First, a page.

Who's Who in Tudor History

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TUDOR FAMILY ORIGINS IN NORTH WALES

 

The earliest Tudors can be traced to an area known as the Four Cantrels, which eventually became the lordship of Denbigh in North Wales. The family began as landowners, and when the area became controlled by Llywelyn ab Iorwerth - "the Great" (d. 1240) some family members entered the service of the Prince.

Ednyfed Fychan (d. 1246) was a servant to Llywelyn from 1215 to 1240 and for a large part of the time was lord steward to the Prince (one of the most important offices in the administration). In his capacity as steward, Ednyfed represented his Prince in negotiations with Henry III, King of England, as well as other lords and princes.

Ednyfed married Gwenllian, daughter of Lord Rhys. They had six or seven sons, each of which followed their father into the service of the Princes of Gwynedd. Goronwy ab Ednyfed (son of Ednyfed), became steward to Llywelyn the Last by 1258. After Goronwy's death, his brother Tudur ab Ednyfed became steward (even after he had pledged an oath of fealty to the English King Henry III and spent time in exile). Because of their service to the Welsh princes, the family gained land and became some of the wealthiest in North Wales.

Edward I succeeded as King of England in 1272 and became intent on conquering Wales. Edward had great success in his first war against Llywelyn ap Gruffydd (later to be called 'the Last'). The descendants of Ednyfed probably saw that there would be more to gain from making peace with the English king. Llywelyn the Last was killed in 1282 and Edward I took control of North Wales. Because they had sworn loyalty to Edward, some members of the family of Ednyfed Fychan were able to retain their influence.

Some of the family members, namely Tudur Hen (or 'the Elder') and Goronwy ap Goronwy, joined the rebellion of Madog ap Llywelyn. The revolts failed and the remaining family members swore their allegiance to Edward I. The king's son, Edward of Caernarfon, became the first English Prince of Wales in 1301. Tudur Hen swore loyalty to this new Prince. When Tudur died in 1311, his large land holdings passed to his son Goronwy ap Tudur, who died in 1331 in the reign of Edward III.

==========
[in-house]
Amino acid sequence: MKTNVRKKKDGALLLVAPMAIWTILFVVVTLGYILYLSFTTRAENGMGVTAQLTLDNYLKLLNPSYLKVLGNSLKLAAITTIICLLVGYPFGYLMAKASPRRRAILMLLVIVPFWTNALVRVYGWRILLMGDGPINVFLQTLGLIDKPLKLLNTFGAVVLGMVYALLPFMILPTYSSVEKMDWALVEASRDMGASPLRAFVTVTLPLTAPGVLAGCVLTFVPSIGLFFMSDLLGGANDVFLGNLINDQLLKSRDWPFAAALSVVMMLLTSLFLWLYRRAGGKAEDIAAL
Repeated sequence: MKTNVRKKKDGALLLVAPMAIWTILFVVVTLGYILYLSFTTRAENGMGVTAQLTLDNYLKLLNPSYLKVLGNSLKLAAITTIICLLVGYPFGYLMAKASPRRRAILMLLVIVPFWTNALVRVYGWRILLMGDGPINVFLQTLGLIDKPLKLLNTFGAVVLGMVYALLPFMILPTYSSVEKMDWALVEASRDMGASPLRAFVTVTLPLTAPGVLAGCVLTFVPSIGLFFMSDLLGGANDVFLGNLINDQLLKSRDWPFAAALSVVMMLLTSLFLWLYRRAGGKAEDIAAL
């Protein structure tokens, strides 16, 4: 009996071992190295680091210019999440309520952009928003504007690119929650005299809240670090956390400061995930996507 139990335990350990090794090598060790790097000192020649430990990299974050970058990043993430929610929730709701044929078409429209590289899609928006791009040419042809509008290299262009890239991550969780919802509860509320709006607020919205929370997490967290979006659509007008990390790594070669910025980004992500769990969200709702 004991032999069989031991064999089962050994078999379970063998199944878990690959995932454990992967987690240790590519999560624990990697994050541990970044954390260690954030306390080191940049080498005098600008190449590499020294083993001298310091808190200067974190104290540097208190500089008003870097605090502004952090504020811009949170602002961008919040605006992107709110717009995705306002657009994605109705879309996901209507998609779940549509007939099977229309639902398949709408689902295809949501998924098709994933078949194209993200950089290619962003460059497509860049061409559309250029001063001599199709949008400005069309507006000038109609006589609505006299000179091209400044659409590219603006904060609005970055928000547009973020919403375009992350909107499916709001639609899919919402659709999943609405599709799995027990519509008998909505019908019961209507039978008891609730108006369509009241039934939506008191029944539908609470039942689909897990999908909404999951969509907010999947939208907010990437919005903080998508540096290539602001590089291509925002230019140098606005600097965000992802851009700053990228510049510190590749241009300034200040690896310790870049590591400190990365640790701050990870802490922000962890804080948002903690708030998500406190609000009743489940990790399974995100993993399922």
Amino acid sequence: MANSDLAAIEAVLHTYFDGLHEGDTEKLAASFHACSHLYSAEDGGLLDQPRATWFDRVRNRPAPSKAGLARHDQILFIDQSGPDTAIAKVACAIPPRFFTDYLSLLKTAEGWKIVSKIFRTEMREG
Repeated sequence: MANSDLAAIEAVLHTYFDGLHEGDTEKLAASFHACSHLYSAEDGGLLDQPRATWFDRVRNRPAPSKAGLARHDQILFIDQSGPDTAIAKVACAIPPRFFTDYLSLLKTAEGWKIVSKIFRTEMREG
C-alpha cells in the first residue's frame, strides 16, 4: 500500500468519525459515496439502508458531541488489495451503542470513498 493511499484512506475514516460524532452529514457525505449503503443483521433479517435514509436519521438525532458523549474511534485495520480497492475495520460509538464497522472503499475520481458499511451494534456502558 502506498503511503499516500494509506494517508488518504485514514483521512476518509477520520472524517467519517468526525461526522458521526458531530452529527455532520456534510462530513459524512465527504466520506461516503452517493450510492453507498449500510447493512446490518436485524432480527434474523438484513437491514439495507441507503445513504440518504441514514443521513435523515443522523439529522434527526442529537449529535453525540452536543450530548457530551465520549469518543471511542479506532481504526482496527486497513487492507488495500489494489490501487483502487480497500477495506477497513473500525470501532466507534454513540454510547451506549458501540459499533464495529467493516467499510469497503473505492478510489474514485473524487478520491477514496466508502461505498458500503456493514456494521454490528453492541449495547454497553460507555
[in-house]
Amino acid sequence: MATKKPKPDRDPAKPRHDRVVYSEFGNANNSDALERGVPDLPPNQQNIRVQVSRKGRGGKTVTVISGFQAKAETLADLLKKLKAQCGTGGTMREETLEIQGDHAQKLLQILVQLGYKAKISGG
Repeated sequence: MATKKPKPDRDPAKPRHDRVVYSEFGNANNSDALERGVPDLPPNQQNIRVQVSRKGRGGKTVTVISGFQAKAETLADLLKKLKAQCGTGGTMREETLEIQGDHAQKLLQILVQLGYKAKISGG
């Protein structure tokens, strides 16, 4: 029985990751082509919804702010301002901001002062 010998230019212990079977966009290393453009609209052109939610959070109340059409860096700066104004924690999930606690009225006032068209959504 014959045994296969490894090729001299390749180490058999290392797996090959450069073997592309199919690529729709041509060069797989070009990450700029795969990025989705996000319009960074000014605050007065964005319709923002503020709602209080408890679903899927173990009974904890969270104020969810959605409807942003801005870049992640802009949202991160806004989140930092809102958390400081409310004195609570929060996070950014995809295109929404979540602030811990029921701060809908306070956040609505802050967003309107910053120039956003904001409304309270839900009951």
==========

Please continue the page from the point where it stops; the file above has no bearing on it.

Goronwy ap Tudur had two sons: Hywel, who gained position in the Church as a canon of Bangor Cathedral and later Archdeacon of Anglesey; the other son was Tudur, who was influential in his part of North Wales.

Tudur ap Goronwy had five sons: Goronwy, Ednyfed, Rhys, Gwilym and Maredudd. All held important positions in North Wales, several holding positions as bailiff. Maredudd also attained the title of burgess in Newborough, a part of Anglesey. These brothers were loyal servants of Richard II and Rhys and Gwilym accompanied the king on his campaign in Ireland.

The Rebellion of Owain Glyndwr

When Richard II was deposed in 1399, he was succeeded by Henry IV. Ednyfed and Goronwy ap Tudur had drowned in 1382, so they were not faced with the problem of the remaining brothers when, in 1400, a Welsh rebellion began against the English King.

The cousin of Tudur's remaining sons was the Welsh rebel leader of renown: Owain Glyndwr. Rhys, Gwilym and Maredudd decided to support the rebellion against King Henry IV who has deposed their patron, Richard II. The rebellion collapsed, as did the family's power and influence in North Wales. All three brothers were outlawed in 1406.

There are various accounts of Rhys' death: one states that he was captured and executed in 1412; another states he died at his home in Anglesey. Gwilym ap Tudur was pardoned in 1413. Maredudd ap Tudur's final fate is unclear. But, we know that he married a lady named Marged (Margaret) and had at least one child: Owen.